Locodogz
Locodogz
265 posts

Re: Jeremy Corbyn
Sep 09, 2015, 11:32
Sorry Grufty this allegory makes no sense to me

You say "Let's imagine that a post-election poll suggested that large numbers of would-be Labour voters in key Tory/Labour marginals were influenced by that campaign." I know better than to infer from your posts but hopefully we can agree that this influence would have manifested itself in people shifting their votes away from Labour. (or not voting at all) - unless you think it might have influenced them to vote for Labour.

You then propose "Except, even that does not demonstrate (or even imply) that the SNP are the cause of that vote transfer. It demonstrates that the tory PR / propaganda was successful." Somewhat splitting hairs, yes you could argue that the Tory PR was the cause but only because it was rooted in the truth of a strong SNP showing. I can't imagine that a 'Vote Labour, get the Orkney Independence Party' PR offensive would have yielded similar results.

You also say that "History is littered with bad campaigns that backfired badly." Its also littered with many that worked quite well 'Labour isn't working' and 'Yes we can' being just two that readily spring to mind?

Just to correct one final point - you're now talking about a "significant impact" south of the border. My initial post was made in reply to your assertion that "There is absolutely no evidence that the people of Bolton West shift their political allegiance based upon the perceived popularity of the SNP."? "Absolutely no".Indeed if you read back you'll see that in my first post I wrote "to answer your question the SNP (or the spectre thereof) may well have influenced a vote or two in Bolton West...." - note, a vote or two.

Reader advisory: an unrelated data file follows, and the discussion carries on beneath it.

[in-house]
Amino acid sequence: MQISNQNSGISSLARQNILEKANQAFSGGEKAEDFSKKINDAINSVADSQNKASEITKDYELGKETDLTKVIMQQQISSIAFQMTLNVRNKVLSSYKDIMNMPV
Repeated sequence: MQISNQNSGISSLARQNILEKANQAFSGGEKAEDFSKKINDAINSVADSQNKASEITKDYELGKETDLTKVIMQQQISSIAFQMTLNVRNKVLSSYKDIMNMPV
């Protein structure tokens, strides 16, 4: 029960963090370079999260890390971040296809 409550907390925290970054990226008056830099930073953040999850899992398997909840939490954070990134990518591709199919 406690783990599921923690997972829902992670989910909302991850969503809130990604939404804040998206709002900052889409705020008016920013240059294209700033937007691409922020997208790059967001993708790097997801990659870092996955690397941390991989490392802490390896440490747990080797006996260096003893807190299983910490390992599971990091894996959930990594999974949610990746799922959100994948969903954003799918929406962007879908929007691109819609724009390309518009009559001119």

You can always 'win' an argument by posting a welterweight of website links - although a cursory Google search on 'people put off labour by fear of SNP' also throws up numerous pieces (allegedly back by polls) which could pass muster as evidence of people's votes being influenced by the 'vote Labour, get SNP' message.

Please don't conflate my posts with other peoples. I've never (nor would I have) claimed that the SNP were the reason Labour lost the election - indeed I think my posts made that clear. I've merely stated my view that the strength of the SNP in Scotland was a card seized upon by the Tories, that IMHO will have had some (negative) impact on the Labour vote south of the border.

Like I say its only an opinion - and not one that I thought was ridiculously contentious - I recall a news piece in the run up to the GE (filmed in Berwick upon Tweed IIRC) which had vox pops of people claiming to be Labour voters who wouldn't be voting for fear of putting the SNP "into power". Unsubstantiated, anecdotal, undoubtedly........beyond possibility....I don't think so
drewbhoy
drewbhoy
2504 posts

Re: Jeremy Corbyn
Sep 09, 2015, 12:24
sanshee wrote:
Captain Starlet wrote:

Well Plaid are the main opposition party in Wales and have been around a bit longer than the SNP, but I don't expect you to know that, or what they stand for as you don't live here, which was the point I was trying to get across.


Yes, but my point is the SNP have had a majority in Scotland since 2007 and the Scottish Parliament has a far bigger remit than the Welsh assembly.
That's a fairly well known fact. The second bit anyway.
Any domestic policies of theirs may not be so well known (a few here will) but since they are now the 3rd largest party in Westminster there will be more interest, thankfully.
Everything I post here regards their policies is true, that I think most of it is atrocious is a matter of my opinion.
I still wonder what benefit any of it (devolution) has done for either Scotland or Wales mind.
If there are benefits in Wales you will know, up here, it's all just been more layers for the sake of it.







Thankfully there is more interest in the SNP (it seems a lot of the electorate south of the border like them as well) and Scottish Greens who see a bigger picture by being separate. They have more influence on the governing party in Scotland which is very clear to see whereas the Greens (in England and Wales), unfortunately, don't get listened to by any of the Unionist parties.

Certainly in the North East of Scotland we appreciate what the present Scottish Govt have done for us.